In various embodiments, puncture elements may also include a plurality of knife edges adapted to slice a tire as a result of engagement. In various embodiments, a knife edge may be used alone or in conjunction with a plurality of upstanding members to help deflate a tire. FIGS. 24A-24D illustrate an embodiment where the upstanding member is used in conjunction with a plurality of knife edges.

A plurality of knife edges 330 may be disposed along a portion of the length of the strip 320 and oriented such that a sharpened edge extends generally from a forward or leading portion 332 of the strip 320 to a trailing or rear portion 331 of the strip 320. In various embodiments the knife edge 330 may have an apex 333, separating a forward knife edge portion 335 and a rearward knife edge portion 334. In one embodiment, the angle between the forward portion and the apex is different from the angle formed between the apex and the rearward knife edge portion. In one embodiment the forward knife edge portion is shorter in length than the rearward knife edge portion. As the tire engages the leading portion 332, the knife edge my cause a slice to be made in the tire as it passes from one end to the other.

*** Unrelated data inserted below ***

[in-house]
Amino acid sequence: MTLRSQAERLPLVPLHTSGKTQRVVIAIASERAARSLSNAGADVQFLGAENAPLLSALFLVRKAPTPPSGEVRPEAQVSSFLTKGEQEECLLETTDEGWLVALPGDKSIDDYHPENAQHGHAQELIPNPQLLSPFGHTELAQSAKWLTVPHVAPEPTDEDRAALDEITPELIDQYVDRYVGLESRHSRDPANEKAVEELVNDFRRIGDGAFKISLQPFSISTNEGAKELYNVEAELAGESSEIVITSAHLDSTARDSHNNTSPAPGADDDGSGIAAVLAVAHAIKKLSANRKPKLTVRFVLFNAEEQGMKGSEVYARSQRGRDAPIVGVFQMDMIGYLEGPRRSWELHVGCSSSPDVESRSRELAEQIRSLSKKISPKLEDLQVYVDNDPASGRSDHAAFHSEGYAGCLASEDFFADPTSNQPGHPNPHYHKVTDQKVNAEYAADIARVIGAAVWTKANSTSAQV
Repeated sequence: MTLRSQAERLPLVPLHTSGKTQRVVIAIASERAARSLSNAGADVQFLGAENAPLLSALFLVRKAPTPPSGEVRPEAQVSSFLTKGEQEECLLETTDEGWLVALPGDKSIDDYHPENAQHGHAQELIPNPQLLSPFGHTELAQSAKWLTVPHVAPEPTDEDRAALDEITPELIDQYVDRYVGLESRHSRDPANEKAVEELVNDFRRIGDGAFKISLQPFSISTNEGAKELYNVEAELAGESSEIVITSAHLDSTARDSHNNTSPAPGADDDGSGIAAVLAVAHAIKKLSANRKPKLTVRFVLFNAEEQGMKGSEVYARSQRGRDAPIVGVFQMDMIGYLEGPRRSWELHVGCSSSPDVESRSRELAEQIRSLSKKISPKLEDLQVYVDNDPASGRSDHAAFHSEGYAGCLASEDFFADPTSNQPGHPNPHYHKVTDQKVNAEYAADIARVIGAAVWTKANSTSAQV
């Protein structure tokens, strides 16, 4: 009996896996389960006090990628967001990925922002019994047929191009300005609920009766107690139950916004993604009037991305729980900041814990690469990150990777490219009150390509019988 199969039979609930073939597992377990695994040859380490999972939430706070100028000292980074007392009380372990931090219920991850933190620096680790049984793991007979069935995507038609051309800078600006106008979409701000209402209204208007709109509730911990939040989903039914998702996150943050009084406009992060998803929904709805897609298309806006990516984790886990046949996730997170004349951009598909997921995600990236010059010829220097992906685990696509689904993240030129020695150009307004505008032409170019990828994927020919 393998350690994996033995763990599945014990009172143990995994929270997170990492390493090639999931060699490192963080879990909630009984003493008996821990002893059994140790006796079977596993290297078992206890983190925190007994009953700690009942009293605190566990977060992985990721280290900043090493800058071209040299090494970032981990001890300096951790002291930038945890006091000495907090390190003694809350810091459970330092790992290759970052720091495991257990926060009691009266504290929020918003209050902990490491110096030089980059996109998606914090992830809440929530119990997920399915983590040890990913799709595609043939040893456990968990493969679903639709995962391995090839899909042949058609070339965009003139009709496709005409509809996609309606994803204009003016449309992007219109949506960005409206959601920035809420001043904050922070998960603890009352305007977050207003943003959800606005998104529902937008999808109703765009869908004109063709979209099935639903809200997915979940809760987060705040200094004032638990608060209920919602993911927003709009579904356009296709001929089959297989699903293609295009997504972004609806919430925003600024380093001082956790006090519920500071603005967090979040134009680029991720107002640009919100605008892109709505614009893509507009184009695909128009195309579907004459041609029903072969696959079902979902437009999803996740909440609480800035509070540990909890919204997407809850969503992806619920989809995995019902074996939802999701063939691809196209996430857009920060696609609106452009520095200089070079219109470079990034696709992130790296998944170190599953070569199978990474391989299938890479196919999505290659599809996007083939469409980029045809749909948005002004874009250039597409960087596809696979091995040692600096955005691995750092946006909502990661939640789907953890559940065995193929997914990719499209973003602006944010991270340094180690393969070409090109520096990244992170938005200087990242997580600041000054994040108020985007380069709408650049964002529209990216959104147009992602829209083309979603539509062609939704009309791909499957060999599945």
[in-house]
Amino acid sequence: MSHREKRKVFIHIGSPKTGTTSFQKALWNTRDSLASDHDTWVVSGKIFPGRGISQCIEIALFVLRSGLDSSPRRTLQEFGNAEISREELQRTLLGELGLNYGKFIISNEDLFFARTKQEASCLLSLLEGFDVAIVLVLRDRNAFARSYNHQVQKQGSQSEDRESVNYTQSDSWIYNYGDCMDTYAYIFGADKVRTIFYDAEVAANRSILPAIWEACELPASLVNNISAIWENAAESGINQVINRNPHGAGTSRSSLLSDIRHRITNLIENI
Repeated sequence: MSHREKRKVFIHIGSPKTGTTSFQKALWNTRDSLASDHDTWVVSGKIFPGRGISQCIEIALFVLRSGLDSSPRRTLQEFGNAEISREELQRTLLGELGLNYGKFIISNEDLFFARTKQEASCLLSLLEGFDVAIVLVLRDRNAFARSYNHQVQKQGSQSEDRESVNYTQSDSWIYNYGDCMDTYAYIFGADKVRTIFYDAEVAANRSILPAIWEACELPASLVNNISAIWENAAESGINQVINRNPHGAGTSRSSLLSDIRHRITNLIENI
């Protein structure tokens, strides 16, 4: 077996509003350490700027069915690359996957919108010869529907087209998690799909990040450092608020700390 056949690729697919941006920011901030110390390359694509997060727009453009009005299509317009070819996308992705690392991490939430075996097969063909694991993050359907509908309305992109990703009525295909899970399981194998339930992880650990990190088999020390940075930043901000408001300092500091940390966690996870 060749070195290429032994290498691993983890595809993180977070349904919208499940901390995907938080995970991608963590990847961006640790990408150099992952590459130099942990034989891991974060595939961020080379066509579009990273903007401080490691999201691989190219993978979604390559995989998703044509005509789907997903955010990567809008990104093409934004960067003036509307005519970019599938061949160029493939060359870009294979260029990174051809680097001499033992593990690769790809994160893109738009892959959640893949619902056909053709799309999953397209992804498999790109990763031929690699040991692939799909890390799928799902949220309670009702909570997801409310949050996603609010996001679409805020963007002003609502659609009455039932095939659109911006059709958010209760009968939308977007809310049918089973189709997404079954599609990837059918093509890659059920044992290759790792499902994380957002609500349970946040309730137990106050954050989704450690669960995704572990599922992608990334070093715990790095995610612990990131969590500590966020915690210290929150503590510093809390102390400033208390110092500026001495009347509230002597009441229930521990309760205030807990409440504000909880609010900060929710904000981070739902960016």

A plurality of pointed members 321 may be disposed along a portion of the length of the strip 320, and configured to puncture the tire, as described above.

In various embodiments, the plurality of pointed members 321 may be disposed in line with a corresponding knife edge, as illustrated in FIGS. 24A-24C. So positioned, the knife edge and the pointed member may work in conjunction to help improve the effectiveness of the tire puncture strip 320. In one embodiment, the pointed member 321 may include slot 324 (FIG. 23), and knife edge 330 may include a slot, which allows for the pointed member to removably engage the knife edge. So configured, the knife edge may help removably support the pointed member before, during and after deployment of the strip 320. Further, having the knife edge create a slit in the tire around the area of the pointed member insertion, may facilitate escape of the air from the tire, as well as accelerate tire destruction.